We've talked about why privacy matters in the internet age, but it's an ongoing battle. Glenn Greenwald—one of the first reporters to write about Edward Snowden's release of classified files—explains in this TED Talk why privacy is important, regardless of whether you do anything wrong or not.
Greenwald opens up with a perfect example of why privacy matters to everyone: There's nothing wrong with singing and dancing, yet you do it in private because you don't want to do it in front of others. You may have nothing incriminating to hide, but that doesn't mean you shouldn't be allowed to hide when you want to sing and dance. The big problem, Greenwald explains, is that there is not only two types of people in the world. The world is not split into "good people" and "bad people." We are all just people, and we all do things that we don't want to be seen. Greenwald goes after those that suggest that if you aren't doing anything wrong, you have nothing to hide:
"...the people that say that, that privacy isn't really important, they don't actually believe it. And the way that you know that they don't actually believe it, is that while they say with their words "privacy doesn't matter," with their actions they take all kinds of steps to safeguard their privacy. They put passwords on their email and their social media accounts, they put locks on their bedroom and bathroom doors. All steps designed to prevent other people from entering what they consider their private realm and knowing what it is that they don't want other people to know."
Greenwald believes that all of us have things to hide. We know what we want to keep to our self and what we want to share. But there's more to it than keeping our embarrassing secrets from others. Greenwald suggests that knowing you're being watched changes everything you do:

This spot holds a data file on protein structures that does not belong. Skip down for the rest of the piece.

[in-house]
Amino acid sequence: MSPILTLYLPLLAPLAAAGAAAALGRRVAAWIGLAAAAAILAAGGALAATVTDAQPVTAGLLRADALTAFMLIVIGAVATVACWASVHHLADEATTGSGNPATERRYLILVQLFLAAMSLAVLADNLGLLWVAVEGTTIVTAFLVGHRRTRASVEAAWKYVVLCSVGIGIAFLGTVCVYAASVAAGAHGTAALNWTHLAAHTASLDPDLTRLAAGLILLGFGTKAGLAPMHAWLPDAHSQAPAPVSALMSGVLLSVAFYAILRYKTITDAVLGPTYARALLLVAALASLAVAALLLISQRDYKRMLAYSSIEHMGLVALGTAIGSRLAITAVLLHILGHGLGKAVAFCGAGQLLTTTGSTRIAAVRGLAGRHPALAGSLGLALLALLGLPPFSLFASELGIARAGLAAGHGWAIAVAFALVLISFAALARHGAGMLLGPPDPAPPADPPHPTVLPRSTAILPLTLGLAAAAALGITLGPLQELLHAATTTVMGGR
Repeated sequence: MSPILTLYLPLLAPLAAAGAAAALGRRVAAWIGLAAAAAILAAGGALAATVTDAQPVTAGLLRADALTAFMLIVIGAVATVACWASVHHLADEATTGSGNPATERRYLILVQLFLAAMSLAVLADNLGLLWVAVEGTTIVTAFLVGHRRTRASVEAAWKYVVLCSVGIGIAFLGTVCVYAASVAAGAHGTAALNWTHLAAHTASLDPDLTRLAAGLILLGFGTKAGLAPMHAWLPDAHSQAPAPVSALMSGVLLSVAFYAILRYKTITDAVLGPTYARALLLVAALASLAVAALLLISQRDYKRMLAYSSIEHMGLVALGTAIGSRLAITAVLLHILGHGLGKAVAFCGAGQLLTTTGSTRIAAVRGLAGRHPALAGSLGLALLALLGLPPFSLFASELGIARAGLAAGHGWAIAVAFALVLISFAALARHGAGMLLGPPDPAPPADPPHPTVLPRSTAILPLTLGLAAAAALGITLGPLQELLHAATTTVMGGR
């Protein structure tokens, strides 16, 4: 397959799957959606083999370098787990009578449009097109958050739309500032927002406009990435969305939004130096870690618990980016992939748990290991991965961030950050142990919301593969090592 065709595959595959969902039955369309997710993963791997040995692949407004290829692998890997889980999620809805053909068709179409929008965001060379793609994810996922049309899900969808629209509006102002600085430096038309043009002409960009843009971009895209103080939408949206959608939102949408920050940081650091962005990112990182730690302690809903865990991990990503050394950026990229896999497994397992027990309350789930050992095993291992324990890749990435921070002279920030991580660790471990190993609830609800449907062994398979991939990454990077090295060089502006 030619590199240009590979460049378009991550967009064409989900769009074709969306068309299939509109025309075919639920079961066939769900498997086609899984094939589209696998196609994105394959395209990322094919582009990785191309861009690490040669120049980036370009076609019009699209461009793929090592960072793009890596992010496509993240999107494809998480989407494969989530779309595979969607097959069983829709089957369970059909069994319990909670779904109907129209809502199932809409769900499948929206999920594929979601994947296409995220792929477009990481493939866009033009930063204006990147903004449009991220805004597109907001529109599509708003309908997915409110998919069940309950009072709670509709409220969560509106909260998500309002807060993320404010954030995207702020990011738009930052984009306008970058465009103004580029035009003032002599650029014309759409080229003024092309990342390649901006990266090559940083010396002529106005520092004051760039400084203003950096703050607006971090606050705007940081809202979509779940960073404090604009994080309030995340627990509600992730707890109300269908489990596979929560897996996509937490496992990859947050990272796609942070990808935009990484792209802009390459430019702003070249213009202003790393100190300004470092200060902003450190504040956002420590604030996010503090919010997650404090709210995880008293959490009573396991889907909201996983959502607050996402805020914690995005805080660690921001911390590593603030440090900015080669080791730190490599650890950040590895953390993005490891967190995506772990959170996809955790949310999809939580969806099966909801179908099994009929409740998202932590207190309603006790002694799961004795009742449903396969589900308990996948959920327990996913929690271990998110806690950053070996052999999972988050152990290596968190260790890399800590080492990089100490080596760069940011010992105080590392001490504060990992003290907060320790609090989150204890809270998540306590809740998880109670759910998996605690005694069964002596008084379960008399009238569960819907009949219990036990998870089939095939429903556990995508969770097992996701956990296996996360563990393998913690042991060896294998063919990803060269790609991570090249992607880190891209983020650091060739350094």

"The reason is that when were in a state where we can be monitored or can be watched, our behavior changes dramatically. ...Mass surveillance creates a prison in the mind that is a much more subtle, though much more effective, means of fostering compliance with social norms or with social orthodoxy, and is much more effective than brute force could ever be."
Greenwald sees mass surveillance as something that takes away our inerrant freedoms and breeds conformity. When we believe there's always a guard watching us, we'll never step out of line. Every time you say that you don't have anything to hide, you're merely sidestepping the real issues. It's not about whether you're a "good person" or a "bad person" with secrets to hide. It's about what privacy means as a whole, for everyone. So what can you do? For starters, re-think how you should fight for privacy and educate yourself about what's going on and why it matters. Be aware of changes, support companies that value your privacy, protect your own privacy whenever you can, and find a way to make your voice heard. Check out the full talk above—if you still aren't sure about why we fight for privacy, it's an eye opener.